Review by Vinoo
Language : English
Director : Asif Kapadia
Senna. He was the best driver who ever lived.
I would agree with that. The story of Senna and his short but illustrious career on and off the track is very well pieced-together in this brilliant Documentary. Besides some rare footage, it also features Nigel Mansell, Jean-Marie Balestre, Nelson Piquet, Jackie Stewart, Sid Watkins among others. The film delves on the politics of the sport and how in-spite of all odds Senna made it. Ayrton Senna glorified Alain Prost, and many others after, with worthy competition. One thing Senna, unlike Prost, never quite figured was the ‘politics’ of Formula One. The film documents Senna’s early life, his entry into Formula One with Toleman-Hart in 1984 with which he finished a close second to Prost at the Monaco Grand Prix, his superiority on rain-soaked tracks, his teaming up with Prost in 1988, winning the Grand prix in 1988, 1990 and 1991, Jean-Marie Balestre’s control of F1, Senna’s rivalry with Michael Schumacher, Senna’s stints with Tleman, Lotus, McLaren, Willians and ultimately his crash and death at the 1994 San Marino Grand Prix and much more. It has many interesting anecdotes like the time when Senna completed an couple of laps in the 6th gear after his gear box gave way during the Brazilian Grand prix in 1991 which he claimed to be the one race winning which gave him the utmost pleasure. A lot more trivia like how he would wave the Brazilian national flag after each race but ironically in the race of 1994, which would be his last, he had an Austrian flag rolled up in his car which he intended to raise in honour of Roland Ratzenberger, who died in a bad accident, after the race.
Ruben Barrichello is said to have mentioned Senna was the first one he saw after he regained consciousness after a bad accident he was involved in. It is a brilliant tribute to the humble, fearless and at times spiritual Ayrton Senna. He was revered as a patriot and a saint in his own country even during his lifetime for all the humanitarian work he did for Brazil. You get to know Ayrton Senna a little more closely, almost at a personal level on watching this film. You know right from the start the impending accident that was to turn fatal but somehow the film manages to very nearly make you believe otherwise. While the film doesn’t hint at any foul play in Senna’s death at the Imola track, you almost think that could be the case if you care to read up on the circumstances surrounding his death, which has been attributed to steering-column failure. For details on the controversy surrounding Ayrton Senna’s death check out this link http://www.ayrton-senna.com/s-files/picsf07.html
All credit to Asif Kapadia and Manish Pandey, the Director and Writer respectively. Asif Kapadia has made quite a few films, besides ‘Senna’, and his film also features in ‘Cinema 16 : British Short Films’. ‘Senna’ was scripted by Manish Pandey. Hats off to both of them for a well-researched documentary. Here is a link to the trailer. Senna almost looks sad like he knows what is coming. Well… at least I felt that way. Here goes :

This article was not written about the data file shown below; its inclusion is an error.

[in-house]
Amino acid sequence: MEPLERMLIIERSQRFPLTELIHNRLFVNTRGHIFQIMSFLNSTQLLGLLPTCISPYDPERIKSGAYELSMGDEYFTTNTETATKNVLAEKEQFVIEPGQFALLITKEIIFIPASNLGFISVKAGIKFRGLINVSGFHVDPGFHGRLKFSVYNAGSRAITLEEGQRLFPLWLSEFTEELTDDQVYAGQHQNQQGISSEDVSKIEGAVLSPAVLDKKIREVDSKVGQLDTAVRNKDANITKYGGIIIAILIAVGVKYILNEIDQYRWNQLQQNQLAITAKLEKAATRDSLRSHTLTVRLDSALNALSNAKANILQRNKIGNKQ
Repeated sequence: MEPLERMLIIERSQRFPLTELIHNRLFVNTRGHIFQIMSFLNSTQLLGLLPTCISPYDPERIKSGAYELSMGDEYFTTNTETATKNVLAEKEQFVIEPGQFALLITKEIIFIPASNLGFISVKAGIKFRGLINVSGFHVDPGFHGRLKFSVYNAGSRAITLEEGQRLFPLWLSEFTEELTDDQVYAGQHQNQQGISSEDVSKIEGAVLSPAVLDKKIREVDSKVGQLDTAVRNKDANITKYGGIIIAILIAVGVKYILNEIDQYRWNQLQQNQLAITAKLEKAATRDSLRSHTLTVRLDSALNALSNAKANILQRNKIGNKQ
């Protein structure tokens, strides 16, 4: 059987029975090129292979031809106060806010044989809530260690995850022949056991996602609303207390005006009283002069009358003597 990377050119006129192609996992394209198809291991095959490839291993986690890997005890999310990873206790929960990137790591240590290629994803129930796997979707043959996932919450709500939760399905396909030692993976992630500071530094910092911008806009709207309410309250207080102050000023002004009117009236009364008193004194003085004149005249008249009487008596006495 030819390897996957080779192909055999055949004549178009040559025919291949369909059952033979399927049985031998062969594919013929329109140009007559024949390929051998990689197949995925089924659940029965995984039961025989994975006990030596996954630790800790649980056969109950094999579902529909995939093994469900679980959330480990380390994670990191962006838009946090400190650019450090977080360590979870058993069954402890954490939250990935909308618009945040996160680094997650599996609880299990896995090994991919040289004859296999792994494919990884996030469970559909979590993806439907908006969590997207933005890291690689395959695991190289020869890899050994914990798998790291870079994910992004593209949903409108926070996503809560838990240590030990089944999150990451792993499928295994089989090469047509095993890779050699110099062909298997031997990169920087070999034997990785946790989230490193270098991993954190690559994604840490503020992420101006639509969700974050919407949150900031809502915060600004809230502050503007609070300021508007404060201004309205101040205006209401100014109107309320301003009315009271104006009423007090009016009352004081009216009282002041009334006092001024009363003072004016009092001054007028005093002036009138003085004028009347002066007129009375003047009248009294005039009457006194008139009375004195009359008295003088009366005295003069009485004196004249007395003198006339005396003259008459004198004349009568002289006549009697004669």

I have an old poster from a 1994 issue of ‘Sportsar’ which has Ayrton Senna holding a remote control to a car with the title ‘Formula One. Child’s play.’ This was just days before his fatal accident at Imola. ‘Senna’ makes me want to look for that poster among my old collection.
Also watched some fabulous films like ‘Twin Brothers’ by Axel Danielson, ‘Play’ by Ruben Ostlund, ‘You, the living’ by Roy Andersson among others. Watched ‘The Artist’ – just about okay. Reminded me of Charlie Chaplin’s ‘Limelight’ for some reason. Watched Roman Polanski’s ‘The Carnage’, which has brilliant performances by the entire cast, the men in particular :-), but yeah like a good friend mentioned ‘Polanski sure has seen better days’.
Useless Trivia : ‘Fullerton. Terry Fullerton.’ Ayrton Senna’s reply to Mark Fogerty asking him ‘Who is or has been the driver you got the most satisfaction of racing against… past or present?’
Fullerton was Senna’s Karting team-mate and rival who he presumably never could really beat, and like Senna says then there was no politics unlike in Formula One. Here is some interesting read on Fullerton and the rivalry with Senna.
In 1994 the Brazilian World-winning Football Team dedicated their win to Senna as a tribute to his contribution to Formula One and Brazil.
Sorry for the two-month break. But, let me assure you the last two months were well spent in a Film Exchange Workshop with the Swedish Film Institute, Goteborg University. And then, followed up by a quick visit to Stockholm, Helsinki, Tallinn and Paris :-). So there.